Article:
A couple months ago I was leafing through the Broadcast Journalism Training Council guidelines. Drawn up a few years ago (well, 2005), they look worryingly similar to those ‘web journalism’ courses that simply consist of teaching journalists to design webpages. In their guidelines [PDF – page 21] they say students should produce:
9.2.1 a portfolio comprising a minimum of SIX distinct webpage templates, one of
which will be the home page;
9.2.2a minimum of FIVE online news stories originated by the student and utilising the
templates described above. The site should demonstrate the full range of editorial,
technical skills, with complexity and styles appropriate to current practice in the
output of different news organisations and their target audiences.
Clearly this is in some need of updating – and I’m told the BJTC are looking to do so. The question is, what should they be updating this to? Over to you.
I think one of the best online tools any journalist from any background can learn is how to take part in a community – how to have a conversation and to realise that what they have written online, or the audio/video content they have provided is just the start of that.
If there is one thing that I think journalists should do is set up a Twitter. They can build their contacts and keep track of key organisations and what stories their peers are working on.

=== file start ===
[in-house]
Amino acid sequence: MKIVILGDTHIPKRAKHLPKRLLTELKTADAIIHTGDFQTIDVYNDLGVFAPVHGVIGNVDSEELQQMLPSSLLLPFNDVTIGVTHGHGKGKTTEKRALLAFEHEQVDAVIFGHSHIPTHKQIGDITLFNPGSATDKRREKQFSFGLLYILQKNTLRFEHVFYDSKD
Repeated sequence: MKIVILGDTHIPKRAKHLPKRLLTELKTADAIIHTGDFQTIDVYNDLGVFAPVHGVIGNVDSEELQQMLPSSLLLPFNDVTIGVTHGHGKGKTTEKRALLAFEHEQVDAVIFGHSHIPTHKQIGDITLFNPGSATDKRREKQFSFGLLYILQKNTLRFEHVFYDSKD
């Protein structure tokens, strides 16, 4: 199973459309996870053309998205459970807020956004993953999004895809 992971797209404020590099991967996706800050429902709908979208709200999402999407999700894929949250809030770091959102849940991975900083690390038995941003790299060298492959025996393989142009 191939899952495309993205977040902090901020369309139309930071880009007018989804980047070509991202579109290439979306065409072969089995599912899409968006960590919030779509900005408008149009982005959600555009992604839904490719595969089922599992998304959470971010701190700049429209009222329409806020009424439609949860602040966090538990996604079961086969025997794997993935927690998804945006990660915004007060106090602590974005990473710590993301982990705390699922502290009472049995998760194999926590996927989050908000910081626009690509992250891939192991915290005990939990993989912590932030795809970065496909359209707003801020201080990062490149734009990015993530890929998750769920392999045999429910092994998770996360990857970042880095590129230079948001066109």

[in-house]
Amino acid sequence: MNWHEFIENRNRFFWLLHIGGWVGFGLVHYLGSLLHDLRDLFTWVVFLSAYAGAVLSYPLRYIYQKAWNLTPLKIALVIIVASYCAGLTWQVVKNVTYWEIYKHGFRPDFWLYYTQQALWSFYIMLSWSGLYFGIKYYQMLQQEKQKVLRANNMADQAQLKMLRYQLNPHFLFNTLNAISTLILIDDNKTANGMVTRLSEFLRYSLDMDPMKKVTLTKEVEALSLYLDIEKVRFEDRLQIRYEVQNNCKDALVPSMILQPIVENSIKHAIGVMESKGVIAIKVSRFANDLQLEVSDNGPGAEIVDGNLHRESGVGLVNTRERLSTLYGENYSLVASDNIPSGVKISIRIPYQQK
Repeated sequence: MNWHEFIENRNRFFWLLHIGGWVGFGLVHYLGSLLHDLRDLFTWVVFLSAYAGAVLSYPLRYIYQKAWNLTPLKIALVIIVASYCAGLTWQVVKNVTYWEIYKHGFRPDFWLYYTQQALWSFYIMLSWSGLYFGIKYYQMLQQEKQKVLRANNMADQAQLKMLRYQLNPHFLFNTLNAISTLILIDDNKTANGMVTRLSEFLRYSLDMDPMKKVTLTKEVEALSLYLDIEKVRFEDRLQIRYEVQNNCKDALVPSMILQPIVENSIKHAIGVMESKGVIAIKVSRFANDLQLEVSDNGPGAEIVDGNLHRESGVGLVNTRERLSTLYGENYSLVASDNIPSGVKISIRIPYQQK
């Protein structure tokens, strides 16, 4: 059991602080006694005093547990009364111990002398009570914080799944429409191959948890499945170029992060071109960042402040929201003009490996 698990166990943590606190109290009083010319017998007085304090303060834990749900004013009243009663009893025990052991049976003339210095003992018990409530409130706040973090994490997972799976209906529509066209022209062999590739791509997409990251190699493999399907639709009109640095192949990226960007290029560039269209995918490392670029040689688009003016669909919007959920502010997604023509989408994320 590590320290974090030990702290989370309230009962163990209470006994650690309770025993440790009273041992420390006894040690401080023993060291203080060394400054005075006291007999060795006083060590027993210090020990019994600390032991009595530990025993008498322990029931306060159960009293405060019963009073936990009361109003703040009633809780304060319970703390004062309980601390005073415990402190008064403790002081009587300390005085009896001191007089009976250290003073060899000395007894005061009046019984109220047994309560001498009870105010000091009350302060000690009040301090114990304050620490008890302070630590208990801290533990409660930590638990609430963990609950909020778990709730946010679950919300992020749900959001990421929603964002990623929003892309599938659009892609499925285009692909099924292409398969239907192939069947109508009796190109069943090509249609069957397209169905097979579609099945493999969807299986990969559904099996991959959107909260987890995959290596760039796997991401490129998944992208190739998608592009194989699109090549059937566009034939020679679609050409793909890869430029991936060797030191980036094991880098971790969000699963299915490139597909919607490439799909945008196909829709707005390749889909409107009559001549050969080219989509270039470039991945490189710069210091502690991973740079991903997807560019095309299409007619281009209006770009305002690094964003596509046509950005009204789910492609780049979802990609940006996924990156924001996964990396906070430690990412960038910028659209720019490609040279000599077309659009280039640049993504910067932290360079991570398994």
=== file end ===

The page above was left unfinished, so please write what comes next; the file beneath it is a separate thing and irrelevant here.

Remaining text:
Through tools such as Twitter scan, journalists can find eye witnesses for breaking news stories. This was recently successful for the recent Chinese earthquakes for example.
We have set up a social network in Bristol that is designed to aid journalists, PR, news agencies all network and keep in touch with each other in an increasingly hectic world.
I have found that certainly on a regional level that many media outlets can no longer spare reporters going out into the community to cover stories, due to widespread redundancies. To summarise I think social networking (Facebook / Twitter) is a great skill for journalists to learn.
Our online journalism MA was one of the first accredited by the BJTC and it’s fair to say that perhaps their guidlines bare little reflection to their attitude which is pretty progressive.
They also pushed us heavily to include voice training in the online courses very early on – convergence aware as they where.
Still, everyone needs to update and develop.
So If I was to get them to consider anything it would be to push AV a little more in the online side of things. I’d also echo the community angle.
I would ask them to avoid specifics about CMS’ other than experience of theml unless they can broker some good deals on a few industry ones – the old joomla over wordpress debate could get as tired as the dreamweaver debate. I would love them to take a more platform agnostic approach.
But, to be honest, I think they push harder to make those broadcast courses they accredit take convergence more seriously rather than keep it as an adjunct.
The close ties they have with the BBC mean they have a workable model to mooch around.
It would be interesting to see what they could come up with in comparison to the NCTJ